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High Performance Web Sites by Steve Souders

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Chapter 1. The Importance of Frontend Performance

Most of my web career has been spent as a backend engineer. As such, I dutifully approached each performance project as an exercise in backend optimization, concentrating on compiler options, database indexes, memory management, etc. There's a lot of attention and many books devoted to optimizing performance in these areas, so that's where most people spend time looking for improvements. In reality, for most web pages, less than 10–20% of the end user response time is spent getting the HTML document from the web server to the browser. If you want to dramatically reduce the response times of your web pages, you have to focus on the other 80–90% of the end user experience. What is that 80–90% spent on? How can it be reduced? The chapters that follow lay the groundwork for understanding today's web pages and provide 14 rules for making them faster.

Tracking Web Page Performance

In order to know what to improve, we need to know where the user spends her time waiting. Figure 1-1 shows the HTTP traffic when Yahoo!'s home page (http://www.yahoo.com) is downloaded using Internet Explorer. Each bar is one HTTP request. The first bar, labeled html, is the initial request for the HTML document. The browser parses the HTML and starts downloading the components in the page. In this case, the browser's cache was empty, so all of the components had to be downloaded. The HTML document is only 5% of the total response time. The user spends most of the other 95% waiting for the components to download; she also spends a small amount of time waiting for HTML, scripts, and stylesheets to be parsed, as shown by the blank gaps between downloads.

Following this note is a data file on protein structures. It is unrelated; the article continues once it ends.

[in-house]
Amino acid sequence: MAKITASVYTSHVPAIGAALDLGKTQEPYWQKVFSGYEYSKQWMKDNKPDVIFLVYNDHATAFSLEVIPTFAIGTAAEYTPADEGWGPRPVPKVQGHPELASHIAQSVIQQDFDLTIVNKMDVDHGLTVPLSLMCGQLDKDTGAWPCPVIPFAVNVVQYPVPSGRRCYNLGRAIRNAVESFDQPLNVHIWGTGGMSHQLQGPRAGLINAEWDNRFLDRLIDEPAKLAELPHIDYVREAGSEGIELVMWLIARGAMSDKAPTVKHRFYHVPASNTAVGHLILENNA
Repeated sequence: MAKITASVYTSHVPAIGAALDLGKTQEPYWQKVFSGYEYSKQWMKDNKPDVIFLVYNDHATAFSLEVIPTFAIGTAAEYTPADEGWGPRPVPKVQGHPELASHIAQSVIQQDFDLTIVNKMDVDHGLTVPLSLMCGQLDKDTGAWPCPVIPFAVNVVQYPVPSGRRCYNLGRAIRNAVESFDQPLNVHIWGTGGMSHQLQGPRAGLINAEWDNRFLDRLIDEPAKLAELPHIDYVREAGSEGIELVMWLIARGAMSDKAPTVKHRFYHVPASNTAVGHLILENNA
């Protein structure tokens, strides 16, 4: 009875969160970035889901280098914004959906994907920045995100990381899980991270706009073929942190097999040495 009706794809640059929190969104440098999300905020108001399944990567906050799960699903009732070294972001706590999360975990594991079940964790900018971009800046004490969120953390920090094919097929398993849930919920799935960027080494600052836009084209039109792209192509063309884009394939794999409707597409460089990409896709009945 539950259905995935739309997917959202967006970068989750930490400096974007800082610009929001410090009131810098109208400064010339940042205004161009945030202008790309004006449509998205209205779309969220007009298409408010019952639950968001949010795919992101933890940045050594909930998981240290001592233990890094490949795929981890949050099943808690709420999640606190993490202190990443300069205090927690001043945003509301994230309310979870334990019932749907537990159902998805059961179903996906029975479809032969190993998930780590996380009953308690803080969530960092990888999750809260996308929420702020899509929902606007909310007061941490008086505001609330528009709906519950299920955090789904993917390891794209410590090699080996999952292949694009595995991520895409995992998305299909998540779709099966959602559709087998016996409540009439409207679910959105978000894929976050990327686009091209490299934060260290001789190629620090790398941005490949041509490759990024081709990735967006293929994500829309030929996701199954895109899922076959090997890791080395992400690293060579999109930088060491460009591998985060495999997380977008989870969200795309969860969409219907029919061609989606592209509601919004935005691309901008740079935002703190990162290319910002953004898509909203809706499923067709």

Downloading in Internet Explorer, empty cache

Figure 1-1. Downloading http://www.yahoo.com in Internet Explorer, empty cache

Figure 1-2 shows the same URL downloaded in Internet Explorer a second time. The HTML document is only 12% of the total response time. Most of the components don't have to be downloaded because they're already in the browser's cache.

Downloading in Internet Explorer, primed cache

Figure 1-2. Downloading http://www.yahoo.com in Internet Explorer, primed cache

Five components are requested in this second page view:

One redirect

This redirect was downloaded previously, but the browser is requesting it again. The HTTP response's status code is 302 ("Found" or "moved temporarily") and there is no caching information in the response headers, so the browser can't cache the response. I'll discuss HTTP in Chapter 2.

Three uncached images

The next three requests are for images that were not downloaded in the initial page view. These are images for news photos and ads that change frequently.

One cached image

The last HTTP request is a conditional GETrequest. The image is cached, but because of the HTTP response headers, the browser has to check that the image is up-to-date before showing it to the user. Conditional GET requests are also described in Chapter 2.

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